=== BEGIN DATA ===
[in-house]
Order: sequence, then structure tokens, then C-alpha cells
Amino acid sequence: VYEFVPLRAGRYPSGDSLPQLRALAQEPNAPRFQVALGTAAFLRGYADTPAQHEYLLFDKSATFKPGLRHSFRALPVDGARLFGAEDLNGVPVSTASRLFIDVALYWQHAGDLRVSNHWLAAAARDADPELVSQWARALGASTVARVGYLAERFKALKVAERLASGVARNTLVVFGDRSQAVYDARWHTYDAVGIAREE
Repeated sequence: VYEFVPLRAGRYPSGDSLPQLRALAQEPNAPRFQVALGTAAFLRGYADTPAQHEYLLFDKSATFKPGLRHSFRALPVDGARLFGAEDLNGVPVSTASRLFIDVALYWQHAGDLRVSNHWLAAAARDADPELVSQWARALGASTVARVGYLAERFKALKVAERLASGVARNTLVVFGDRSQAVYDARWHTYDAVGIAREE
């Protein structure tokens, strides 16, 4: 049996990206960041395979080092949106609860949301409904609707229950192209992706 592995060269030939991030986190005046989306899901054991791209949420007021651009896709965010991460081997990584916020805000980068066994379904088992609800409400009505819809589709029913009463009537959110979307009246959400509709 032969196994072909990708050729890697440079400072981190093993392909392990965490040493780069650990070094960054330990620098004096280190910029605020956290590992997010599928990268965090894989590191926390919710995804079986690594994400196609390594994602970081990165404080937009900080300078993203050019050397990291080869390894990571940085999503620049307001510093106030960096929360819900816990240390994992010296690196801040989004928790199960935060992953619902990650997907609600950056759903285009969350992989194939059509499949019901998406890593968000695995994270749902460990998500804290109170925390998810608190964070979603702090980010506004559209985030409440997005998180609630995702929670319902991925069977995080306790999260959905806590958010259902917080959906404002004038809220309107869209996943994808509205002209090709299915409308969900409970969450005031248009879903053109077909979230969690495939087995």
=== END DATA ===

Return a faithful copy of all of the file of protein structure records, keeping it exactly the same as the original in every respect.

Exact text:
[in-house]
Order: sequence, then structure tokens, then C-alpha cells
Amino acid sequence: VYEFVPLRAGRYPSGDSLPQLRALAQEPNAPRFQVALGTAAFLRGYADTPAQHEYLLFDKSATFKPGLRHSFRALPVDGARLFGAEDLNGVPVSTASRLFIDVALYWQHAGDLRVSNHWLAAAARDADPELVSQWARALGASTVARVGYLAERFKALKVAERLASGVARNTLVVFGDRSQAVYDARWHTYDAVGIAREE
Repeated sequence: VYEFVPLRAGRYPSGDSLPQLRALAQEPNAPRFQVALGTAAFLRGYADTPAQHEYLLFDKSATFKPGLRHSFRALPVDGARLFGAEDLNGVPVSTASRLFIDVALYWQHAGDLRVSNHWLAAAARDADPELVSQWARALGASTVARVGYLAERFKALKVAERLASGVARNTLVVFGDRSQAVYDARWHTYDAVGIAREE
């Protein structure tokens, strides 16, 4: 049996990206960041395979080092949106609860949301409904609707229950192209992706 592995060269030939991030986190005046989306899901054991791209949420007021651009896709965010991460081997990584916020805000980068066994379904088992609800409400009505819809589709029913009463009537959110979307009246959400509709 032969196994072909990708050729890697440079400072981190093993392909392990965490040493780069650990070094960054330990620098004096280190910029605020956290590992997010599928990268965090894989590191926390919710995804079986690594994400196609390594994602970081990165404080937009900080300078993203050019050397990291080869390894990571940085999503620049307001510093106030960096929360819900816990240390994992010296690196801040989004928790199960935060992953619902990650997907609600950056759903285009969350992989194939059509499949019901998406890593968000695995994270749902460990998500804290109170925390998810608190964070979603702090980010506004559209985030409440997005998180609630995702929670319902991925069977995080306790999260959905806590958010259902917080959906404002004038809220309107869209996943994808509205002209090709299915409308969900409970969450005031248009879903053109077909979230969690495939087995």